- people on the move
Building Buyers Urged To Look Ahead
GRAND RAPIDS — Many of the conventional signs indicate that a business boom is in the offing, if it hasn't begun already.
The conventional theory holds that no matter how productive existing work forces may be, expanding business activity eventually will force firms to start hiring and looking for more office space.
And as far as Chip Bowling is concerned, that means this is a particularly important time for business people to do a bit of unconventional thinking.
The conventional thing, said Bowling — of Grubb&Ellis/Paramount — is for the owner of an expanding business to close the deal and get moved. Now. Period.
But he said that since his title with the firm is office advisor, he urges people making such decisions to plan an exit strategy first.
"If you're a tenant and you need 4,000 square feet — you're a company that's growing quickly — and you come and hire me and say, 'Chip, we need 4,000 square feet. We're currently in 2,000.'
"And let's say," he added, "that you have a building in mind that the floor plate's only 4,000. Well, rather than complete the transaction, we would sit down with you and look at that. We'd look at how quickly your company is growing."
Bowling explained that even though the client might be eager to buy, it's Bowling's responsibility to at least get the client to look some distance ahead.
"We look at things and we might have to say to you, 'Look, although you like the building and the location, and right now for your immediate goals, it's good — but for your long-range goals, that's a bad move.'"
He explained that a building might look like a good buy at $80 a square foot, but will turn out to be a bad deal in six years if one can only resell it for $60.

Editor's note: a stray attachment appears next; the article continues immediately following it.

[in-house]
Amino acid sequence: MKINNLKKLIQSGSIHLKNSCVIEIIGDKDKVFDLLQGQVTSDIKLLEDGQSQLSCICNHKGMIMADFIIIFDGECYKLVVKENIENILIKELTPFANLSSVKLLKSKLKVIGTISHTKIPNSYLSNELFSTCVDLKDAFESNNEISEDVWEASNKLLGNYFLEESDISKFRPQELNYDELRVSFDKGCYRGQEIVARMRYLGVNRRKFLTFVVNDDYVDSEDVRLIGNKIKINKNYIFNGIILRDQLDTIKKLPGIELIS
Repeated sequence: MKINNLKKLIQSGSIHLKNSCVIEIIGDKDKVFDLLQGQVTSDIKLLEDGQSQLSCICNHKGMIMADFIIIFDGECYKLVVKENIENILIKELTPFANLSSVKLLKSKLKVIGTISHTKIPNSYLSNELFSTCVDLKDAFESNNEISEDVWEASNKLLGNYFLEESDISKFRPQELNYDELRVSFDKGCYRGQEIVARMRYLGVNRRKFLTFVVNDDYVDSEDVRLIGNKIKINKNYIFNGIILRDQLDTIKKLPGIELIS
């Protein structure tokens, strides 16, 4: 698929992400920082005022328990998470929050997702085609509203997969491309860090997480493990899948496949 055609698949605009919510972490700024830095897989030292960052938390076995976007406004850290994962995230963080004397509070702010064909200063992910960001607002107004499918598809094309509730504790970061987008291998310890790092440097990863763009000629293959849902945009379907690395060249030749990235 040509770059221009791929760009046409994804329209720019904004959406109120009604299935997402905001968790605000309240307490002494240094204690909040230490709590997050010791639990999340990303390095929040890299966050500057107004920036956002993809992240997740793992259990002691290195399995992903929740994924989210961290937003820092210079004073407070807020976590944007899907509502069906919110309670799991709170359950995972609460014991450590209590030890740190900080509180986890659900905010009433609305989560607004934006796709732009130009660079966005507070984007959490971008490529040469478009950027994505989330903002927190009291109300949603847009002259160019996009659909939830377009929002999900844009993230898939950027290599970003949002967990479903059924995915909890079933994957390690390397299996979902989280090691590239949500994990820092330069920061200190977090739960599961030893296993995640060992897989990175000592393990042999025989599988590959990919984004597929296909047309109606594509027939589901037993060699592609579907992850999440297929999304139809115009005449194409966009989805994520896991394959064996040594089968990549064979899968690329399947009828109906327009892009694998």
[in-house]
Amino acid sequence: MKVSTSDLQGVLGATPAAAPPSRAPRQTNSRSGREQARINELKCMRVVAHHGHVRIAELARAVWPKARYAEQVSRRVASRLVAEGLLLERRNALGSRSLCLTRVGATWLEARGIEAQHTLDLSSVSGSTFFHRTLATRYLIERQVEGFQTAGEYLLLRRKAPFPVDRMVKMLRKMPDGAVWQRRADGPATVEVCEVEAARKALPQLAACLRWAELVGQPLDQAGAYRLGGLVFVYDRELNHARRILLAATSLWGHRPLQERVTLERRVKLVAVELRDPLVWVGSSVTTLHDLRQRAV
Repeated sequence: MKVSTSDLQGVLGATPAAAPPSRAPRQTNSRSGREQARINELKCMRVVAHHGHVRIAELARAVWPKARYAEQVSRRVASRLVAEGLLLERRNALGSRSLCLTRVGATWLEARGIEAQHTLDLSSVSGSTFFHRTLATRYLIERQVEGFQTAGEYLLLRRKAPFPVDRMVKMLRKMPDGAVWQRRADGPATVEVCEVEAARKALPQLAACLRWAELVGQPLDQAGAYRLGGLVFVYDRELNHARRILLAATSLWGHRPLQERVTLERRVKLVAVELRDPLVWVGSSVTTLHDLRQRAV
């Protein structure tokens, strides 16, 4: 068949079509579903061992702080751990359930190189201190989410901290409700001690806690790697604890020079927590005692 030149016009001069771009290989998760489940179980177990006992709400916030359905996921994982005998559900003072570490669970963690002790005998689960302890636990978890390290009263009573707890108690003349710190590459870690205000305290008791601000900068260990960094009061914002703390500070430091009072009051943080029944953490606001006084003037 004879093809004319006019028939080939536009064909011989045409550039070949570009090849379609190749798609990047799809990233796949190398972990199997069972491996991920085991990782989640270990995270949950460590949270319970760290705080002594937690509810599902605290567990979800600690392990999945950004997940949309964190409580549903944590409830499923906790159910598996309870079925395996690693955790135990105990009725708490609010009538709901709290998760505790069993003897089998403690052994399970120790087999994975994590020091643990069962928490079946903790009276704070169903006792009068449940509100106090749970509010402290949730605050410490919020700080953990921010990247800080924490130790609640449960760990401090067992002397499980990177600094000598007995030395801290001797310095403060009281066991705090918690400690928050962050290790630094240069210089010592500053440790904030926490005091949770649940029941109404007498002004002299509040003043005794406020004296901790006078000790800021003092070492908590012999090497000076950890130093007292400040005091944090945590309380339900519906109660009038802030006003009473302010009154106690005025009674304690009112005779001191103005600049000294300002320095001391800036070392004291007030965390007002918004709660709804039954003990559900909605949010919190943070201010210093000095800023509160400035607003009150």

"We've got a feel for where the market is going," he said. "And it's our job to at least shine a light on the things like that you ought to be thinking about," Bowling said.
"And if you're going from 2,000 (square feet) to 4,000, we have to ask, 'What happens after 4,000?' You outgrow the space and there's no room to expand. Although it addresses your immediate needs, it doesn't address your future needs.
"Which brings us to exit strategy," he said. "It may be you've got to move again in just a few years and moving is extremely expensive."
Even more expensive, he suggested, is having to sell an office building at a big loss.
He told the Business Journal he has seen situations where clients fall in love with a location or a building and — without thinking ahead — buy it for, say, $100 a foot. "Although that's a great location," he added, "if things are only selling at $80 a foot, that's not a good real estate decision."
He explained that people in his business are acutely aware of such long-term concerns. "Look, we specialize in real estate," he said. "A physicians' group is excellent at the practice of medicine, but they don't know real estate. And real estate is what we eat and breathe every day. We have a feel for where your market is going."
He said clients' long-range goals will drive their exit strategy, but that moving impulsively on a purchase or lease can preempt that strategy.
"What's interesting," Bowling said, "is that most buyers and most tenants never consider that off the front end, when it really should be the first thing they look at.
"A lot of times people are looking two, three years out when you should be looking five, seven, 10 years out.
"If you buy or lease," he said, "the deal's made on the front end, not the back end." But he said the long-term implications are on the back end and can bite deeply.
He said the old wheeze about real estate value being centered on location, location and location isn't necessarily correct in the long term.
"A lot of things are based on location," he said. "But a building and location may be perfect for one company, but not be for others.
"What we try to do is counsel them on the marketability of their current location so that when it comes time to sell, they can get their money out of it."